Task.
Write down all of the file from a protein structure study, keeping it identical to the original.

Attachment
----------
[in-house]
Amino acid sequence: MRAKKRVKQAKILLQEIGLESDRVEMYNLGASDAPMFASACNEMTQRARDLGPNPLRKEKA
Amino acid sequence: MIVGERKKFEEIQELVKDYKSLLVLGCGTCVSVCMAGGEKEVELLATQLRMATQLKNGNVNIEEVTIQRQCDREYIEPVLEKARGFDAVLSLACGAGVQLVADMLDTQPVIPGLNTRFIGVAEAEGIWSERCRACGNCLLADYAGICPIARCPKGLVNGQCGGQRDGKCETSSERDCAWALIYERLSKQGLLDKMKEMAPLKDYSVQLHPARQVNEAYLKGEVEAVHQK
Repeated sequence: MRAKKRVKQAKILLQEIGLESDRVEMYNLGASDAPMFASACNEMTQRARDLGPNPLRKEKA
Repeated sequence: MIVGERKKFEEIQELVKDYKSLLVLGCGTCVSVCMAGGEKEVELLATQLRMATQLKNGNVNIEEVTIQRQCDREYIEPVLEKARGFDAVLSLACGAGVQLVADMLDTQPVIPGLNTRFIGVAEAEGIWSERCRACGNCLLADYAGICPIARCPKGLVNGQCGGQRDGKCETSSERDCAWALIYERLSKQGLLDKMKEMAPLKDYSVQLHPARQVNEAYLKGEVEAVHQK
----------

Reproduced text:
[in-house]
Amino acid sequence: MRAKKRVKQAKILLQEIGLESDRVEMYNLGASDAPMFASACNEMTQRARDLGPNPLRKEKA
Amino acid sequence: MIVGERKKFEEIQELVKDYKSLLVLGCGTCVSVCMAGGEKEVELLATQLRMATQLKNGNVNIEEVTIQRQCDREYIEPVLEKARGFDAVLSLACGAGVQLVADMLDTQPVIPGLNTRFIGVAEAEGIWSERCRACGNCLLADYAGICPIARCPKGLVNGQCGGQRDGKCETSSERDCAWALIYERLSKQGLLDKMKEMAPLKDYSVQLHPARQVNEAYLKGEVEAVHQK
Repeated sequence: MRAKKRVKQAKILLQEIGLESDRVEMYNLGASDAPMFASACNEMTQRARDLGPNPLRKEKA
Repeated sequence: MIVGERKKFEEIQELVKDYKSLLVLGCGTCVSVCMAGGEKEVELLATQLRMATQLKNGNVNIEEVTIQRQCDREYIEPVLEKARGFDAVLSLACGAGVQLVADMLDTQPVIPGLNTRFIGVAEAEGIWSERCRACGNCLLADYAGICPIARCPKGLVNGQCGGQRDGKCETSSERDCAWALIYERLSKQGLLDKMKEMAPLKDYSVQLHPARQVNEAYLKGEVEAVHQK